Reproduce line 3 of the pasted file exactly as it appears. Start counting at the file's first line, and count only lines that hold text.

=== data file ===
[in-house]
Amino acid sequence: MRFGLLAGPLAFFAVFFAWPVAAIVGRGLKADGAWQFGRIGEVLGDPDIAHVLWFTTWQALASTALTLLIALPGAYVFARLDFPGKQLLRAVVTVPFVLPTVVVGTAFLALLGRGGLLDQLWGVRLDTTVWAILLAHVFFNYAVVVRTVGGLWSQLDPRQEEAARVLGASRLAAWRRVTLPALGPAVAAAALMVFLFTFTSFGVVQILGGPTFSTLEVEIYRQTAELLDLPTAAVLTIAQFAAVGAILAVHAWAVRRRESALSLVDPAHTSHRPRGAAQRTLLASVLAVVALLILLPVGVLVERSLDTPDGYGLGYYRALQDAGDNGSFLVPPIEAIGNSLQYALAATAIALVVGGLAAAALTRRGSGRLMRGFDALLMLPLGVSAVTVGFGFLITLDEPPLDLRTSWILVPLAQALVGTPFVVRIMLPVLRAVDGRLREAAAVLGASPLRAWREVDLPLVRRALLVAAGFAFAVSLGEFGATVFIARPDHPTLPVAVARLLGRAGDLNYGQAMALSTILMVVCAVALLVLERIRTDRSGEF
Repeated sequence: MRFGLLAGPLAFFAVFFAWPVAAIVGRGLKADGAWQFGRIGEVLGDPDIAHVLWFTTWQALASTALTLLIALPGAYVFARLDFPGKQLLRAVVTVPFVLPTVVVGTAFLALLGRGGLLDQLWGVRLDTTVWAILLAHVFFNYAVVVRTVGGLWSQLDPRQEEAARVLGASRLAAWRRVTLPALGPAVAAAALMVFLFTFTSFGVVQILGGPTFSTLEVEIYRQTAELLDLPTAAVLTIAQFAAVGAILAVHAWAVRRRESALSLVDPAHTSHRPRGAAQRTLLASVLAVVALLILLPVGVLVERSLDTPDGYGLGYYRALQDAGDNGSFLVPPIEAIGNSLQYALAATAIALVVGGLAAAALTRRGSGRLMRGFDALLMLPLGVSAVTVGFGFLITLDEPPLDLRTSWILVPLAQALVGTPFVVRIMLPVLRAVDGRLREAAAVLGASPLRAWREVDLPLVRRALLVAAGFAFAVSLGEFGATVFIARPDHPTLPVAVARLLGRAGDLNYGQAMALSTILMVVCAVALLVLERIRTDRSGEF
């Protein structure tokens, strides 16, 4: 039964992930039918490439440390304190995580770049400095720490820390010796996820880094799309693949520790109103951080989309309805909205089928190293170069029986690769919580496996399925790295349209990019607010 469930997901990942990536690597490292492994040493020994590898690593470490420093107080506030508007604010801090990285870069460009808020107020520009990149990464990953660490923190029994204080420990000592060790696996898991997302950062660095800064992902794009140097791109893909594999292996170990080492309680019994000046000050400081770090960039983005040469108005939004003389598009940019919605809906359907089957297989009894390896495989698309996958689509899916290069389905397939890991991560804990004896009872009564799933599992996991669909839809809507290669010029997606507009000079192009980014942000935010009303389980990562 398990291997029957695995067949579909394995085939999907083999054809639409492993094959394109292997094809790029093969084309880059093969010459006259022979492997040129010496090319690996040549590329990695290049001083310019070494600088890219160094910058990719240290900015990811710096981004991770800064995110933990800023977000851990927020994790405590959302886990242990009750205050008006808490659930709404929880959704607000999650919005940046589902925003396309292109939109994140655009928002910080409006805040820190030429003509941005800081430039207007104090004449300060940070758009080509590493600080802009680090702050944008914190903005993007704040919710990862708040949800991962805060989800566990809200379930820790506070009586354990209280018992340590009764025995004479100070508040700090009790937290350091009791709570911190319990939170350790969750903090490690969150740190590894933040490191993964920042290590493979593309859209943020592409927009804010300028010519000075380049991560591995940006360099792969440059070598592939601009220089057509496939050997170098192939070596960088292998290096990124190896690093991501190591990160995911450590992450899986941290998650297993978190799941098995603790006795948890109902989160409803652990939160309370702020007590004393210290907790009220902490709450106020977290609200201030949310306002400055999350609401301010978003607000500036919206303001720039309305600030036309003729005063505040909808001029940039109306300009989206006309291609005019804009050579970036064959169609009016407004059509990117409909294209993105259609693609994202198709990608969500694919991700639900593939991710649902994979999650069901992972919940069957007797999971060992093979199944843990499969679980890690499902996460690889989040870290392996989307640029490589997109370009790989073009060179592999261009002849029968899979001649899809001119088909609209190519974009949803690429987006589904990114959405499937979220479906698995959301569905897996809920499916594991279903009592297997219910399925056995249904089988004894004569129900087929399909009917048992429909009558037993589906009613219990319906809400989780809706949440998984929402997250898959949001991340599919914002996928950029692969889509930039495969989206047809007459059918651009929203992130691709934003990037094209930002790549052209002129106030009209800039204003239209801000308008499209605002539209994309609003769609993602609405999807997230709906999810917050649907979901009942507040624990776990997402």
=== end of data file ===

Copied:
Repeated sequence: MRFGLLAGPLAFFAVFFAWPVAAIVGRGLKADGAWQFGRIGEVLGDPDIAHVLWFTTWQALASTALTLLIALPGAYVFARLDFPGKQLLRAVVTVPFVLPTVVVGTAFLALLGRGGLLDQLWGVRLDTTVWAILLAHVFFNYAVVVRTVGGLWSQLDPRQEEAARVLGASRLAAWRRVTLPALGPAVAAAALMVFLFTFTSFGVVQILGGPTFSTLEVEIYRQTAELLDLPTAAVLTIAQFAAVGAILAVHAWAVRRRESALSLVDPAHTSHRPRGAAQRTLLASVLAVVALLILLPVGVLVERSLDTPDGYGLGYYRALQDAGDNGSFLVPPIEAIGNSLQYALAATAIALVVGGLAAAALTRRGSGRLMRGFDALLMLPLGVSAVTVGFGFLITLDEPPLDLRTSWILVPLAQALVGTPFVVRIMLPVLRAVDGRLREAAAVLGASPLRAWREVDLPLVRRALLVAAGFAFAVSLGEFGATVFIARPDHPTLPVAVARLLGRAGDLNYGQAMALSTILMVVCAVALLVLERIRTDRSGEF